Last month, NBC aired 30 Rock's "Future Husband" episode, wherein TGS creator/head writer Liz Lemon (Tina Fey) tracks down the man she labeled her spouse-to-be on her iPhone. It was a follow-up to the Valentine's Day-themed "Anna Howard Shaw Day," which found the show's heroine spending the most romantic day of the year at the dentist, haunted by hallucinations of ex-boyfriends as the painkillers took hold. Apparently while doped up, Lemon met a British man named Wesley Snipes (Michael Sheen). When they exchanged phone numbers, both parties were looking to settle. "Future Husband" focuses on them not wanting to acknowledge that society thinks their age and relationship status thinks that they should. For those who'd like to watch the episode in full, go here.
As I was anticipating this blog series at the time of my viewing, imagine my good fortune when I realized that Lemon changed her ringtone from Richard Wagner's "Ride of the Valkyries" (i.e., Elmer Fudd's "Kill the Wabbit") to Peaches's "Fuck the Pain Away."
If you've been watching 30 Rock this season, you might be familiar with Kabletown, the fictional media company that is in the process of purchasing NBC on the show. If you've been paying attention to media news recently, you might be familiar with Comcast, the real media company that is in the process of purchasing NBC in real life. Art imitates life! Even when life is in a Brave New World state controlled by media monopolies! In an added twist, NBC has launched a Kabletown website that contains some jokes that are so over-the-top they would be hilarious, if they weren't describing a dismal media future that is all too imminent for NBC/Comcast. Looks like a fake website is covering a real merger in a more effective way than most news outlets. Thanks, Tina Fey?
Welcome to the first entry in a series I'll be doing called "Tuning In." Over the next eight weeks, I will be highlighting intersections of music culture and television from a feminist perspective. As music is often relegated to the background or given minimal consideration when used in other mediums, I thought a post on Lane Kim, protagonist Rory Gilmore's best friend in the long-running series Gilmore Girls, would be a good introduction to my interests here.
Marlee Matlin, best known for her Oscar-winning performance on Children of a Lesser God and her role as Jodi on The L Word, is now behind the camera on a new reality show, My Deaf Family. "Deaf and hard of hearing people make up one of the largest minority groups, and yet there has never been a show, a reality documentary series that features what life is like for them," Matlin said in an LA Times post. Although only on YouTube for now, the pilot proves the show definitely will have staying power.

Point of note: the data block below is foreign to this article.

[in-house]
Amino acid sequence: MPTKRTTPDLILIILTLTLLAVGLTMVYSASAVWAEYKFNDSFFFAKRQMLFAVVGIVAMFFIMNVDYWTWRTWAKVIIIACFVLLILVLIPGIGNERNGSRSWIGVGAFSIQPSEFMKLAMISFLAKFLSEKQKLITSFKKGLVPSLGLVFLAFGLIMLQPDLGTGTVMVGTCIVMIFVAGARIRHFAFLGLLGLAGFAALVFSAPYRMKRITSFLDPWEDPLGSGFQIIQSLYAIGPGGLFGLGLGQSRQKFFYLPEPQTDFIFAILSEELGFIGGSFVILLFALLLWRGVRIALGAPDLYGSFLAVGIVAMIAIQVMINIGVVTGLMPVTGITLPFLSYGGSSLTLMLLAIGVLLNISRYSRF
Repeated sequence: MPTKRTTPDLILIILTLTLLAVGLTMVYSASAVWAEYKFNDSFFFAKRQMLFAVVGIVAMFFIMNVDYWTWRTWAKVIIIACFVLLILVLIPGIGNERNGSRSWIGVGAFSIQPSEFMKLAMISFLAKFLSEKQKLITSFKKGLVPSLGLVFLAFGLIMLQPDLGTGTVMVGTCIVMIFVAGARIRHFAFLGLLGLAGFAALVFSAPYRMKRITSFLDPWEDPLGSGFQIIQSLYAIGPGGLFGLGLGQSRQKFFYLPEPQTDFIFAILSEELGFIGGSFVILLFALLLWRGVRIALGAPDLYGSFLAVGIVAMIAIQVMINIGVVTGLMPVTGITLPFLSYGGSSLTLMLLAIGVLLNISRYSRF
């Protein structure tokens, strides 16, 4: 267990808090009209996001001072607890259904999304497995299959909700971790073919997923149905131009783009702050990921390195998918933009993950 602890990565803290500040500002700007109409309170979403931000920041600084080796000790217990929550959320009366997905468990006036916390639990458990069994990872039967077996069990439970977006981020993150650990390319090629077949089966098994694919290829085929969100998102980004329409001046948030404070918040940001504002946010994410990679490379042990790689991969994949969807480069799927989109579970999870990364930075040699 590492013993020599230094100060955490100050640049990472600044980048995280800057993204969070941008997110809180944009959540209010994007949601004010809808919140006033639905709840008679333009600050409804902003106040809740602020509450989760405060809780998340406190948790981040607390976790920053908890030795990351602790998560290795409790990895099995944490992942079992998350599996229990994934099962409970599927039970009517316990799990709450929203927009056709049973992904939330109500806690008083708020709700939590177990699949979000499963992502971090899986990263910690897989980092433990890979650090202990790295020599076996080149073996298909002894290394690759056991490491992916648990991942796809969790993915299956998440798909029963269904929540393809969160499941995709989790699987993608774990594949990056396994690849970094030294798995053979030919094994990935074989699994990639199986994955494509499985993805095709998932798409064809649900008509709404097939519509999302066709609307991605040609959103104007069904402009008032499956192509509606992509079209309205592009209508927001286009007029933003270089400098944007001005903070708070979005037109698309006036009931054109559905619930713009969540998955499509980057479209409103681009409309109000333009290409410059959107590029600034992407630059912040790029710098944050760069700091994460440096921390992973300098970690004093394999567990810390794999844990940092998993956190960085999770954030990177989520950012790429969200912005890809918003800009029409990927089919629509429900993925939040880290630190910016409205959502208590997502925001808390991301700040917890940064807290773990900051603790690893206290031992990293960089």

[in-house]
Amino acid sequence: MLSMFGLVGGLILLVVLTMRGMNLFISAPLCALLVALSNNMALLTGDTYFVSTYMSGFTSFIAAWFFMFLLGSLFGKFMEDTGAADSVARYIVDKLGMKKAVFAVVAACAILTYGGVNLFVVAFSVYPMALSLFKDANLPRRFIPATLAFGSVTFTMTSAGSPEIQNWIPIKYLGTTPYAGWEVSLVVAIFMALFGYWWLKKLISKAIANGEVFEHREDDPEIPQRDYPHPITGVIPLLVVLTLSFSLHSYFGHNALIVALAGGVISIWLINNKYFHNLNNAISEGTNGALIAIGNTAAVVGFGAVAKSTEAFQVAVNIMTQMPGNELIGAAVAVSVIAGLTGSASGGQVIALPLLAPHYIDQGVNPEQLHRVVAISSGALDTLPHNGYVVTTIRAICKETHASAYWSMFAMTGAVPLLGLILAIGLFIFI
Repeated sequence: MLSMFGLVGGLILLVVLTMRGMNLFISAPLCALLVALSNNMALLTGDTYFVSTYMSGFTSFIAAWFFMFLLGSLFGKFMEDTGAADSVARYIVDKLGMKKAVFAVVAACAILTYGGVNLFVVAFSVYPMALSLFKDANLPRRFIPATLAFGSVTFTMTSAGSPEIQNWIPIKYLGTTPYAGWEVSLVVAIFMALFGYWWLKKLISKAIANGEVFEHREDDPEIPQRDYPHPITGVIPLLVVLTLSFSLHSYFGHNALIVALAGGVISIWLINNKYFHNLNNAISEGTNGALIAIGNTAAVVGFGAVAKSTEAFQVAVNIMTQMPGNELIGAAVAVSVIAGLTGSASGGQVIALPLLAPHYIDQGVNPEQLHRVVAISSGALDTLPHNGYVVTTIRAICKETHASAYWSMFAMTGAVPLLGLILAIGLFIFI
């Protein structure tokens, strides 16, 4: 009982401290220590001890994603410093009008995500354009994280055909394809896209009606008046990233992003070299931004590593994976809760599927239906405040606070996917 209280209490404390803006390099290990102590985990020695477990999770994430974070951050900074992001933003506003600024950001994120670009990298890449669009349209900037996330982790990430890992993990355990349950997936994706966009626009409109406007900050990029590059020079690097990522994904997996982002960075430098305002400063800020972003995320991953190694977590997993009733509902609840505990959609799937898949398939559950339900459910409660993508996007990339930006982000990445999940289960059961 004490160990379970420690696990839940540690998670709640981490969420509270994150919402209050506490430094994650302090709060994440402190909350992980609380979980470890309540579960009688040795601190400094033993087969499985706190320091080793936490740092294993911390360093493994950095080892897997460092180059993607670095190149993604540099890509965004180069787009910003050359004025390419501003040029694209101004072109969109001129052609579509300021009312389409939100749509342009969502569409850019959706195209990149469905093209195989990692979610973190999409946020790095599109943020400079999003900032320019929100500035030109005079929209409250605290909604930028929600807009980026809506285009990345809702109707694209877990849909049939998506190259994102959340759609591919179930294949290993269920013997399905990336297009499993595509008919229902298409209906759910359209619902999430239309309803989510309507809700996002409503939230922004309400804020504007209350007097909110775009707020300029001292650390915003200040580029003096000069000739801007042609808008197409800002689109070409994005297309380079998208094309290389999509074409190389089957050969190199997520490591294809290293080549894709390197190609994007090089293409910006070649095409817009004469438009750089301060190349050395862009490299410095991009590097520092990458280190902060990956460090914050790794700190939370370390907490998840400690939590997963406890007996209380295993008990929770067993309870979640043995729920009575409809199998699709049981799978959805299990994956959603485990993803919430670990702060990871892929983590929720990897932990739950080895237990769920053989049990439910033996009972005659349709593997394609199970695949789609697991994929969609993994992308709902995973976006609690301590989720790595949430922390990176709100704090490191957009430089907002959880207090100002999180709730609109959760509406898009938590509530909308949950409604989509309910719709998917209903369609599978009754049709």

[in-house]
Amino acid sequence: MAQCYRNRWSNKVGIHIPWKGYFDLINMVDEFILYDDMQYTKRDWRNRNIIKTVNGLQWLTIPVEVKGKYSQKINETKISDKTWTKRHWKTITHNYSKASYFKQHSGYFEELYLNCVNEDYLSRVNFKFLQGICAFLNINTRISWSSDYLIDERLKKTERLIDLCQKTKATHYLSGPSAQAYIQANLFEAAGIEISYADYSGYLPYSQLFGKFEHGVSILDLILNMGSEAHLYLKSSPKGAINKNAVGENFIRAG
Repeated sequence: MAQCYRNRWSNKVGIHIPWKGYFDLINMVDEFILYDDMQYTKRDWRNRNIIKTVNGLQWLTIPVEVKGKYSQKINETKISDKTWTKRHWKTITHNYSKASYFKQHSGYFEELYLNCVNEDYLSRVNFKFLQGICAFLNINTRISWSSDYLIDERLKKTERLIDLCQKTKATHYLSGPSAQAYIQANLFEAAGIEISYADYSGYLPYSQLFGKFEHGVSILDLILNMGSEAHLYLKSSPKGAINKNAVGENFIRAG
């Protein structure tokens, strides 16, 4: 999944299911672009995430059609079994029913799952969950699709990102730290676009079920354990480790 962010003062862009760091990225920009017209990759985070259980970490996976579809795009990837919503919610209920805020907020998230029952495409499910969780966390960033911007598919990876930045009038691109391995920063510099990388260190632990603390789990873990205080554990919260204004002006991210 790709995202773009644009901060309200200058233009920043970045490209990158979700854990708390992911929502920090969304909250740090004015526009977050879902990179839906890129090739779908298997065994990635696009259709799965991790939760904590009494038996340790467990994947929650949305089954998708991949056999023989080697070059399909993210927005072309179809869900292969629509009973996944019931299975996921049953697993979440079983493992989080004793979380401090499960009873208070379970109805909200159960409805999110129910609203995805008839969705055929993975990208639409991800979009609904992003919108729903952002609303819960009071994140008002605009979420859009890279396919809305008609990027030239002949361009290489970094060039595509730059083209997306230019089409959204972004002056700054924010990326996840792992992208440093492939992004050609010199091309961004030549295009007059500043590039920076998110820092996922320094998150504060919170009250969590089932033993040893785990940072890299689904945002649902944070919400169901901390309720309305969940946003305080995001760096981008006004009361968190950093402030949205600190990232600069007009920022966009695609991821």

Are you counting down the days until Glee returns for a second season (23!) or are you groaning at the mere mention of a show you hoped would be wiped from the national memory once American Idol came back on the air and satisfied the public urge to see young people engage in petty competition and sweaty vocal gymnastics?
Whichever camp you fall into, you may remember the amount of controversy surrounding Glee's use and attempted subversion of various stereotypes, which was covered in some detail by our very pithy Transcontinental Disability Choir guest blog back in November.
Confession time: I love me a good low budget fantasy series. If it's on a second rate cable network, and it features magic, medieval times, and roaming adventures, I'm in. I lived for Xena: Warrior Princess and all its chakram throwing, ululating battle crying, lesbian subtext possessing glory.
Later, I started watching Hercules - hell, I even gave Sinbad a try. But for the past few years, it appeared that the glory days of historic revisionism were over.
After viewing roughly 1.2 million promos for it during the Winter Olympics, I decided to give NBC's new prime time show The Marriage Ref a chance during last night's "special sneak preview." Sure, the promos made it look like a boring, offensive excuse to parade NBC celebrities in front of the cameras and portray marriage as a hilarious prison, but Jerry Seinfeld created it and he used to have a show that was pretty funny. Yeah. USED to.